Defining and bridging the barriers to more effective conservation of island ecosystems: A practitioner's perspective

April J. Burt, Ana Nuno, Nancy Bunbury

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The failure to meet global biodiversity targets clearly indicates the need for biodiversity management and conservation efforts to be more effective, and this in turn requires better understanding of the current barriers to success. Islands are known as biodiversity hotspots but nowhere has biodiversity loss been so acute as in island ecosystems. To identify the barriers to effective island ecosystem conservation, we conducted 32 semistructured interviews with conservation and management practitioners from island nations in the Western Indian Ocean region. Practitioners described 33 barriers to meeting their objectives under 12 overarching topics and suggested 14 solutions to these. Most barriers described by interviewees existed at organization level (55%), followed by national (24%) and site/project level (21%). Of the 33 barriers described by practitioners, the most commonly associated cause was limited capacity (23.5%), followed by lack of government coordination and limited resources (both 21.6%), lack of incentives (11.8%), poor leadership (11.7%), and finally interpersonal issues interfering with progress (9.8%). Most solutions centered around bridging capacity gaps. By defining these barriers, we can bring them forward for discussion and allocate resources and efforts to bridging them. Only by doing so can we increase the effectiveness of our management efforts and maximize our chances of achieving global biodiversity targets.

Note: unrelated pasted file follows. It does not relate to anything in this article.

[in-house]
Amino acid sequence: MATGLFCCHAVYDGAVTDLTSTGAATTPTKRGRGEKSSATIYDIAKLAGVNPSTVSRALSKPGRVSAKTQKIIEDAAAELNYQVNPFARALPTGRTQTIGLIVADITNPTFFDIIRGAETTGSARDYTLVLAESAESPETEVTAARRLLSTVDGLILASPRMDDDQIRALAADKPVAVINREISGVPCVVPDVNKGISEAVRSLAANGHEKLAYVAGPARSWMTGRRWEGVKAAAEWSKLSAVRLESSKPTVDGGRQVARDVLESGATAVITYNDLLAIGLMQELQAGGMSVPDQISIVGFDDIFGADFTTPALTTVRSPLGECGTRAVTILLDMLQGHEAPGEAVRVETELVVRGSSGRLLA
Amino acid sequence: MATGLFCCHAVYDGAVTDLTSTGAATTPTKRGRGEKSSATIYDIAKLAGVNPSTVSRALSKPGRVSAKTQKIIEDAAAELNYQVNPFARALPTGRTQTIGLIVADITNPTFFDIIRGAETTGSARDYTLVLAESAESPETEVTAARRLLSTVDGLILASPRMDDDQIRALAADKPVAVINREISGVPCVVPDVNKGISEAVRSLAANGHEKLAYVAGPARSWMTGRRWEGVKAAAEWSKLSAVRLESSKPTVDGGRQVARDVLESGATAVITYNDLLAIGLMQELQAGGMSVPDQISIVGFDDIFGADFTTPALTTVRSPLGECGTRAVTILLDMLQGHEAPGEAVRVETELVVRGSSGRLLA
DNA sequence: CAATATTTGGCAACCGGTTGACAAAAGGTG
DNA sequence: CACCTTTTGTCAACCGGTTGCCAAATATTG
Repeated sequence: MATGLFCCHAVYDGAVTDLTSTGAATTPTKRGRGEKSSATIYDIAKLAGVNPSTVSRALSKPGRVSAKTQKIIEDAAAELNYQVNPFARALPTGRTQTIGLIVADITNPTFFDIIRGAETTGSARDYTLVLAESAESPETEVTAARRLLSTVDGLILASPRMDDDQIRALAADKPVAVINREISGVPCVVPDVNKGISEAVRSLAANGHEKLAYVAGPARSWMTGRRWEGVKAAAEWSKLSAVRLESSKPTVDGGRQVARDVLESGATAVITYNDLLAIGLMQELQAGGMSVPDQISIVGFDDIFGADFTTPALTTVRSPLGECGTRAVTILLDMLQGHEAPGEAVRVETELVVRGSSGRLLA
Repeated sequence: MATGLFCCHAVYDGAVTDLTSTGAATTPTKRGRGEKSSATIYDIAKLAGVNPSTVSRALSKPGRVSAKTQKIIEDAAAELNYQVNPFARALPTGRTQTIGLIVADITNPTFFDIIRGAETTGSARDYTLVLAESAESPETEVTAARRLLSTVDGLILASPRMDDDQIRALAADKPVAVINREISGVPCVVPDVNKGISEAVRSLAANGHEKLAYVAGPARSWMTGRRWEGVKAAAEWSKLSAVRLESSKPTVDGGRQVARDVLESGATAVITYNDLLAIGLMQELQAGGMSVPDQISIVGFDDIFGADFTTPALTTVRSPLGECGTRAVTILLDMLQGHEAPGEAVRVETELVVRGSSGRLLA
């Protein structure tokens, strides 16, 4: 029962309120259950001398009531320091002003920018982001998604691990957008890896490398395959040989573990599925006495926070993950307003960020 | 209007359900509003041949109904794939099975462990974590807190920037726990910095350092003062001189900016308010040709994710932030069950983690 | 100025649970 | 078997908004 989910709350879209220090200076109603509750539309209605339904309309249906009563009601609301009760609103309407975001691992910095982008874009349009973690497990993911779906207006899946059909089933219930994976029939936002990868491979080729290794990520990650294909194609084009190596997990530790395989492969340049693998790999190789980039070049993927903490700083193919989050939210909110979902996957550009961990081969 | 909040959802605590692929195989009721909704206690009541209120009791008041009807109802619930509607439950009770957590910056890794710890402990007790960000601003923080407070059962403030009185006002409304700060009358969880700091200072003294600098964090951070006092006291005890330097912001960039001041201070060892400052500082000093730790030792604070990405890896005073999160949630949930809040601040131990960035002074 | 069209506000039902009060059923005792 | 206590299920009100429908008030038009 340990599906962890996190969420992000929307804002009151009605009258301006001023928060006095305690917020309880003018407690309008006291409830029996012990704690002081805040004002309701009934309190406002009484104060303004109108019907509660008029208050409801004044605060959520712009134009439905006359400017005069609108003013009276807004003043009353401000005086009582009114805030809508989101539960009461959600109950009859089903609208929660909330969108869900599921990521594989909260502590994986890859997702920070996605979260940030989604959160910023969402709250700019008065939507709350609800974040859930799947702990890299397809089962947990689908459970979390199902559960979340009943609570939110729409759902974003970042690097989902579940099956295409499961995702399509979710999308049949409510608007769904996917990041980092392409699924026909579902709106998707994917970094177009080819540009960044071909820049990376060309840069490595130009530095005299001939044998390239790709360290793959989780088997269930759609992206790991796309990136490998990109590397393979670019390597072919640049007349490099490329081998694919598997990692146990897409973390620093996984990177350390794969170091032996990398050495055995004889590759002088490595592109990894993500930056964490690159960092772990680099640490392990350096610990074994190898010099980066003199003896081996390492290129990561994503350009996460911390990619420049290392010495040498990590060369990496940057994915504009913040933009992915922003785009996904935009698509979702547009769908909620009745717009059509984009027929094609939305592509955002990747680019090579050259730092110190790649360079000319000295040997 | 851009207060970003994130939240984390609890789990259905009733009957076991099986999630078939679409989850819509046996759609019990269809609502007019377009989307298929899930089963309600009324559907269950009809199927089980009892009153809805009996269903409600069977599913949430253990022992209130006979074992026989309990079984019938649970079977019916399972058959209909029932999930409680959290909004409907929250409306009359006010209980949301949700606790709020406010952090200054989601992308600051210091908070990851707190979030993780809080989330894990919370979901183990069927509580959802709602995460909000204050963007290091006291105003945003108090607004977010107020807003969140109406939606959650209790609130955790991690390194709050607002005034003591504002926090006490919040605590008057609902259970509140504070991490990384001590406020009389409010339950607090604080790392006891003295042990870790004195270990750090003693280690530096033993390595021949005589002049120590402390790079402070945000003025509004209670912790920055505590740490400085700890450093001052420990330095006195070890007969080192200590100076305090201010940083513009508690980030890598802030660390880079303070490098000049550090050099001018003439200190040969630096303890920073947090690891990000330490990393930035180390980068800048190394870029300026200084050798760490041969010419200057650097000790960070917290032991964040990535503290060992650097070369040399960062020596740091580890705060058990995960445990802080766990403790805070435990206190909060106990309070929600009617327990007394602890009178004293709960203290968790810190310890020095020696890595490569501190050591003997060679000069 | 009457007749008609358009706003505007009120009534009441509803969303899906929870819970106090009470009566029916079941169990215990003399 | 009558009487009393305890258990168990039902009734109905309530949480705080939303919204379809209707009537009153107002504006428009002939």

Original languageEnglish
Article numbere587
Pages (from-to)1-15
Number of pages15
JournalConservation Science and Practice
Issue number1
Publication statusPublished - Jan 2022


  • Conservation management,
  • Island ecosystems
  • National Coordination,
  • Seychelles
  • SmallIsland Developing States
  • Social survey
  • Western Indian Ocean


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